Prebiotics are a group of nondigestible carbohydrates that promote the growth of healthy bacteria in the human gut. In recent years, major infant formula brands have added prebiotics to their lines to promote baby’s digestive health, while most yogurt manufacturers have eliminated prebiotics from their product formulation.
Sourcing novel prebiotics
Traditional criteria to qualify an ingredient as a prebiotic include: resistance to digestion in the stomach and small intestine, ability to be fermented by intestinal microflora and capability to selectively stimulate the growth of beneficial bacteria. Prebiotic ingredients which meet these criteria that have been widely used by the food industry include galactosaccharides (GOS), and the inulin-type fructans including the subcategory of fructooligosaccharides (FOS). Other prebiotics include lactulose, polydextrose, human milk oligosaccharides (HMO) and resistant corn starch.
Emerging prebiotics include fibers present in whole grains and pectins.
“One example is a stabilized rice bran that is currently being used in a rice milk yogurt,” said Mark McKnight, vice president of sales and marketing at RiceBran Technologies.
There is also interest in beta glucans and arabinoxylans. Some of these ingredients will be more difficult to commercialize than others.
“While some prebiotic ingredients might deteriorate or cause color change in certain beverage systems, polydextrose performs well in shelf-stable dairy beverages,” said Ramon Espinoza, product specialist, DuPont Nutrition and Health, New Century, Kan.
“Prebiotics were initially defined in 1995, and that definition has been the subject of some good scientific debate,” said Bob Hutkins, professor of Food Science, at the University of Nebraska.
Components of many common foods, including phenolic compounds associated with wine or berries, can influence the gut microbiota. However, there is no evidence that these components are fermented or metabolized by healthy gut bacteria, and so they don’t fit in the current definition of prebiotics. Also, some prebiotic fibers promote the growth of beneficial bacteria other than Bifidobacterium and Lactobacillus species, and so they would potentially qualify as prebiotics.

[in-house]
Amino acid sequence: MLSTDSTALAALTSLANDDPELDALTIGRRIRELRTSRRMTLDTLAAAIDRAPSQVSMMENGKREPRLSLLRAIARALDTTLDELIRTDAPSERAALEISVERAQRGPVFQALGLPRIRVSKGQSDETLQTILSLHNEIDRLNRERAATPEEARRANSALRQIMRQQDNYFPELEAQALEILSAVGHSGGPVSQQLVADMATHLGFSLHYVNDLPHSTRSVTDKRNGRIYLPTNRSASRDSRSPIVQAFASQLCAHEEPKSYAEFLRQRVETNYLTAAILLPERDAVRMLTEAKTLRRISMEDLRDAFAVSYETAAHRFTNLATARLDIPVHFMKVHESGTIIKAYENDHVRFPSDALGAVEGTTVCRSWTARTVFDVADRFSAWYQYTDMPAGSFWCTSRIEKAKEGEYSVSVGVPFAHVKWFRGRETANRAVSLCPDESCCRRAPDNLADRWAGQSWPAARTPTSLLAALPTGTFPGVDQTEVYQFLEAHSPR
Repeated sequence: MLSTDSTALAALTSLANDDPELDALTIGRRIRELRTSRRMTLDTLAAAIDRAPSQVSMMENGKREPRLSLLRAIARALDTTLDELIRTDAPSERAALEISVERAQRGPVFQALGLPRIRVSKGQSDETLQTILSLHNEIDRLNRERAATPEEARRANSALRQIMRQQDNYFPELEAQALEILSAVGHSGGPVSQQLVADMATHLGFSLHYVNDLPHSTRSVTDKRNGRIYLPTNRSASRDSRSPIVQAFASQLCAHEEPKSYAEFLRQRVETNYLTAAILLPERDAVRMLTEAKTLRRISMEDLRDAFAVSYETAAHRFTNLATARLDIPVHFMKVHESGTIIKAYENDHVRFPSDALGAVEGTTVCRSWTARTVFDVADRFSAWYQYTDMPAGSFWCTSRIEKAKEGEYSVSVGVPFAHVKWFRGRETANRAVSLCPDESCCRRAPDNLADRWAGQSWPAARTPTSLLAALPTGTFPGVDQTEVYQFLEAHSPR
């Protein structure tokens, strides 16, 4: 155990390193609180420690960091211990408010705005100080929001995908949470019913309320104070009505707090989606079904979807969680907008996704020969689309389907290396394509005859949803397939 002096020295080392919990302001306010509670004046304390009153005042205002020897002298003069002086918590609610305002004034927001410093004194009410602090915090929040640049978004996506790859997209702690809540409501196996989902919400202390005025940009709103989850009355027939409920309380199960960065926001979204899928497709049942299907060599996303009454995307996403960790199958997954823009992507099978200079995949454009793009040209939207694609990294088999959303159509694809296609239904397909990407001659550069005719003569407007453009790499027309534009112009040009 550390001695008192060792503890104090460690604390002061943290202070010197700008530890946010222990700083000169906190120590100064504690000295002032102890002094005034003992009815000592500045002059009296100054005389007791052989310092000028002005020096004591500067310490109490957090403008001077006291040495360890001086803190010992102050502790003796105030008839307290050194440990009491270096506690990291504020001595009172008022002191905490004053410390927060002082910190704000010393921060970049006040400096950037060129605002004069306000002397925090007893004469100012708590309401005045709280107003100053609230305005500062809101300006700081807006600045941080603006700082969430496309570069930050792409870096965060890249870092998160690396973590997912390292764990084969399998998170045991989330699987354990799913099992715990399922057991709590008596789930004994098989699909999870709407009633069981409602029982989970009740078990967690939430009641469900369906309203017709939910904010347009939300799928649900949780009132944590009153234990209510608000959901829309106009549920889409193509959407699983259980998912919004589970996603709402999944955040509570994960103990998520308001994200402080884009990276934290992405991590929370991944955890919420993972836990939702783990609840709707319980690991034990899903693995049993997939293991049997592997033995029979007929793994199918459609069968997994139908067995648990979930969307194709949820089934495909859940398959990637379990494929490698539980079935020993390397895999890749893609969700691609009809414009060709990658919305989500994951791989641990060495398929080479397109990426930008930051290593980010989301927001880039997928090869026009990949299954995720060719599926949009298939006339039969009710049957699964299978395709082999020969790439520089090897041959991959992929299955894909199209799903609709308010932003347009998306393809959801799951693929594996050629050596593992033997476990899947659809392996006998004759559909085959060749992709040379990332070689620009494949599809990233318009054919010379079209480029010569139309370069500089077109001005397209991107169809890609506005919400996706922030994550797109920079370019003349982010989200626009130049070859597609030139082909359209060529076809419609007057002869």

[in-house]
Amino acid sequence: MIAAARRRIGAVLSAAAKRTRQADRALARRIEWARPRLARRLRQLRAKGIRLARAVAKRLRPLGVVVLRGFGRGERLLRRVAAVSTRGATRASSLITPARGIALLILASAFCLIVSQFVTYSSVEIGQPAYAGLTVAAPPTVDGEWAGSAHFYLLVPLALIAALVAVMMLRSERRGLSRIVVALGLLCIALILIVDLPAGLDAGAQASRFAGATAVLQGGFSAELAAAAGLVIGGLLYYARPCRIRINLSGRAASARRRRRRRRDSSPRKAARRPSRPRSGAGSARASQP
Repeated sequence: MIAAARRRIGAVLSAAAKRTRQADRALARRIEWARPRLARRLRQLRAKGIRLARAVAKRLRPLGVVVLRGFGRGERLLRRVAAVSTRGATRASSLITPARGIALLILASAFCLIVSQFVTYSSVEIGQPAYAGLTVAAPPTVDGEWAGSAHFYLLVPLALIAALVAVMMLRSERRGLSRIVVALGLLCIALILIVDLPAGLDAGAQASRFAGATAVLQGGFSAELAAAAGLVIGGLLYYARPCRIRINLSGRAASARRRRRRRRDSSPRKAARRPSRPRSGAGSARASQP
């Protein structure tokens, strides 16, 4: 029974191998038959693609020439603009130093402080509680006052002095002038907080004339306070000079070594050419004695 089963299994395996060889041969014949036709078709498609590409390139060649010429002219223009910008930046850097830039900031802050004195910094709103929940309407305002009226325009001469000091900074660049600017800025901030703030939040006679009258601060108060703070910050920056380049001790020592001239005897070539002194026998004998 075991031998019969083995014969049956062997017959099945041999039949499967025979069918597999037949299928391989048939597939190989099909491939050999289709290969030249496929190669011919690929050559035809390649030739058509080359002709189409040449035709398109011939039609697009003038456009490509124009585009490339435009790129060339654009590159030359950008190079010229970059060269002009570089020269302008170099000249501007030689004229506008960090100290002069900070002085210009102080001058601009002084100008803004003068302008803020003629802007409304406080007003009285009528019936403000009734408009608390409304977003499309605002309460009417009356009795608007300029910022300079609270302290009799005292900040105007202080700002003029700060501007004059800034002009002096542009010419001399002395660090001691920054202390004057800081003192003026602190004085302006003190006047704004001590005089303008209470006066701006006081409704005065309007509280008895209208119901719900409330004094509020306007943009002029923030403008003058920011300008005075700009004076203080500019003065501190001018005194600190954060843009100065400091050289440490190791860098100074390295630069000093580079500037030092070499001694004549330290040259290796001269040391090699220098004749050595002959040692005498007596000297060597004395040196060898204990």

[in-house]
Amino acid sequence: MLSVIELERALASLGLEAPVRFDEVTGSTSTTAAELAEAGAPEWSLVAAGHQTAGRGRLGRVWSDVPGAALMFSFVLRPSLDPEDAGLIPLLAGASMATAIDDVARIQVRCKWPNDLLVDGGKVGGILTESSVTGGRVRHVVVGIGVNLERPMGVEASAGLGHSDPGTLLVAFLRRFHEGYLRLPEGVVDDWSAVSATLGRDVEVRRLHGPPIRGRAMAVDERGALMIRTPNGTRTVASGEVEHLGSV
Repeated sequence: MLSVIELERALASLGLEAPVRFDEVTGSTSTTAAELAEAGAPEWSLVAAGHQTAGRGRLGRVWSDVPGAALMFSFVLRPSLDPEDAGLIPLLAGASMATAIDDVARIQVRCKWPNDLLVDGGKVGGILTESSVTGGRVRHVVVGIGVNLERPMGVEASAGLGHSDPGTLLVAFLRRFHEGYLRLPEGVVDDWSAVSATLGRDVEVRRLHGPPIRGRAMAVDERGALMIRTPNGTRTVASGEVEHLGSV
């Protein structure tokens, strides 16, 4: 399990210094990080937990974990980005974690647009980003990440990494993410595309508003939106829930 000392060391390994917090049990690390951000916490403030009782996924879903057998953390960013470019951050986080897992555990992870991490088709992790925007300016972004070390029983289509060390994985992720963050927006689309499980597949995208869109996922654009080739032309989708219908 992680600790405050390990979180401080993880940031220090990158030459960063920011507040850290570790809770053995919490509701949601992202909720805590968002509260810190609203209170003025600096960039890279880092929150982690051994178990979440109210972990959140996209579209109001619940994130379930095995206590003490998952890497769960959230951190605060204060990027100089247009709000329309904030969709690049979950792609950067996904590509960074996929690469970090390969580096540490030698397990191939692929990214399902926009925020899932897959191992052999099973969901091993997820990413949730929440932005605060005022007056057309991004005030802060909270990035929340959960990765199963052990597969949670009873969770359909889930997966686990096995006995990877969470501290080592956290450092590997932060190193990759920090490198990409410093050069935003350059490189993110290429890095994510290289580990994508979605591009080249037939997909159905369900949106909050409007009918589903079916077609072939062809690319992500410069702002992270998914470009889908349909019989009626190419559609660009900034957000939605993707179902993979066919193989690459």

Oligosaccharides are found naturally in breast milk, and the infant formula industry is adding GOS and FOS, primarily from plant sources, for their prebiotic effect. Recently, a novel enzyme that cleaves specific glycans from milk proteins was identified in Bifidobacterium infantis.
“We successfully expressed this enzyme in host organisms, and scaled up enzymatic cleavage of complex glycans in whey proteins in our dairy pilot plant. Initial growth data revealed that these glycans are specific prebiotics and enable the growth of B. infantis but not B. lactis,” said Daniela Barile, PhD, associate professor, Foods Science & Technology, University of California, Davis. “These exciting results suggest that glycans released from dairy proteins are selective prebiotics, producing a similar growth phenotype to the gold standard, human milk.”
The ability to use novel processing enzymes to harvest bioactive HMO mimics (glycans from proteins) using an abundant and inexpensive substrate such as cheese whey, will expand their use in gut health applications.
Emerging research for prebiotic ingredients focuses on their potential role in influencing obesity.
“To date much of this research has been conducted in animal models, but a few small studies have shown effects in humans. Some interesting work is being conducted by Patrice Cani and Nathalie Delzenne at the Université Catholique de Louvain in Belgium,” said Mary Ellen Sanders, PhD, of Dairy and Food Culture Technologies, Centennial, Colo.
Work at this university is exploring the potential role of prebiotics on hepatic insulin resistance, gut peptides and appetite regulation, and low-grade inflammation as it relates to obesity.
Challenges of clinical research
Regulatory guidance, both from EFSA and the FDA, has forced ingredient manufacturers to change the way they conduct clinical research.
“DuPont is currently conducting clinical research on soluble dietary fibers and their prebiotic effect. Clinical trials are more expensive because they must include more individuals and they must involve healthy people. For example, digestive and transit studies would include individuals with a tendency toward slow transit,” said Espinoza.
Without a structure-function claim, it’s difficult for dairy manufacturers to justify the cost of adding a prebiotic ingredient to their formulation. But as new clinical research substantiates the health benefits of prebiotics, expect usage of prebiotics to rebound in dairy products.